Telecoupling – a new challenge in the regulation of groundwater
In Europe, the Water Framework Directive (WFD) and the Groundwater Directive are comprehensive regulations compared to groundwater regulation in other parts of the world, but their 2027 objectives of ‘good chemical’ and ‘good quantitative status’ are unlikely to be achieved across the board. This is due to insufficient consideration of the interplay between groundwater availability, use and legal claims (social-ecological regulation), which is increasingly embedded in supra-regional cause-and-effect relationships. Vertical and horizontal integration across scales and policies, not least the Common Agricultural Policy (CAP), is largely lacking. The aim of regulate is to understand the social-ecological regulation of groundwater in Europe against the background of increasing telecoupling and dynamic natural and social conditions. Telecoupling is understood as remote effects in social-ecological cause-effect relations. An example is nutrient overloading from manure that has been traded over large distances. The research in regulate is based on the hypothesis that ‘groundwater enters into new, complex functional relationships via telecoupling, so that a social-ecological regulation of the resource must be redefined via a relative understanding of space’ (Frick-Trzebitzky, Lütkemeier 2021) .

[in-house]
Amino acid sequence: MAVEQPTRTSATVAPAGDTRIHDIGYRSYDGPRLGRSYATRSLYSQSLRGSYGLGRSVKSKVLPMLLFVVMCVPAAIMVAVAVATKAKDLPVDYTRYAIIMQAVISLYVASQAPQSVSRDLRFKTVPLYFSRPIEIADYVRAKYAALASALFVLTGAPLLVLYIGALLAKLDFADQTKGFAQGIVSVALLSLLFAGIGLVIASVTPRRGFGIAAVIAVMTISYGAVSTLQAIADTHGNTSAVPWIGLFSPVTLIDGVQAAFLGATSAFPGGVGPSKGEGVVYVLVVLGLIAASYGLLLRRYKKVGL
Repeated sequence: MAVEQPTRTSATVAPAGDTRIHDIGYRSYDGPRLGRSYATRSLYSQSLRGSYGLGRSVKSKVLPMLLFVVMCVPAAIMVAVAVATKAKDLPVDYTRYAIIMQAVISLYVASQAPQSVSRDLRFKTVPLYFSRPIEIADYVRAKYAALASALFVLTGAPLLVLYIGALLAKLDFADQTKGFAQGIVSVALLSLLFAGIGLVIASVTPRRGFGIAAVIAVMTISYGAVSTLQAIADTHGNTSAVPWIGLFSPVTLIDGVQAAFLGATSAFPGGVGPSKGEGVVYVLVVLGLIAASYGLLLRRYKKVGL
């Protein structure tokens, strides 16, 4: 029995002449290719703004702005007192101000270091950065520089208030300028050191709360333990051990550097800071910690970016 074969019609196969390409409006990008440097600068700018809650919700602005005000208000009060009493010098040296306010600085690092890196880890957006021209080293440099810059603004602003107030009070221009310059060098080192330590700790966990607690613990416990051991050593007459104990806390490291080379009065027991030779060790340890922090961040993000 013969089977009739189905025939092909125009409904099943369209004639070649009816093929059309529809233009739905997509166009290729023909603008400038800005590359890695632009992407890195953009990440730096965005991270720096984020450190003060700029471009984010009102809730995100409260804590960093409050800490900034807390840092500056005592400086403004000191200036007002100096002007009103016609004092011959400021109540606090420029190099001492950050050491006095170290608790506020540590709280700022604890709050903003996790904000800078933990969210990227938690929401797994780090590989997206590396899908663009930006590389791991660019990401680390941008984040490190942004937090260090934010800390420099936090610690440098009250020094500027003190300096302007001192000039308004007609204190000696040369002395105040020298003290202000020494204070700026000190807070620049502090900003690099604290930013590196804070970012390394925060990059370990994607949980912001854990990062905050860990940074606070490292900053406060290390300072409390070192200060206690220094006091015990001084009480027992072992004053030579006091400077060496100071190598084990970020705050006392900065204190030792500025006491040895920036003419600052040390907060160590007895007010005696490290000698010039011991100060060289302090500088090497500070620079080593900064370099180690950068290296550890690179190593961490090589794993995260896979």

In a transdisciplinary process, researchers design approaches for adaptive governance together with stateholders. Guidelines for regulatory interventions that address telecouplings and dynamics such as climate change are of particular relevance to the design of European water policy for the period after 2027. The scientific innovation of our research in ‘regulate’ consists in the conceptualisation of telecouplings as a new understanding of space in social-ecological systems and their regulation, combining questions of applied and basic research.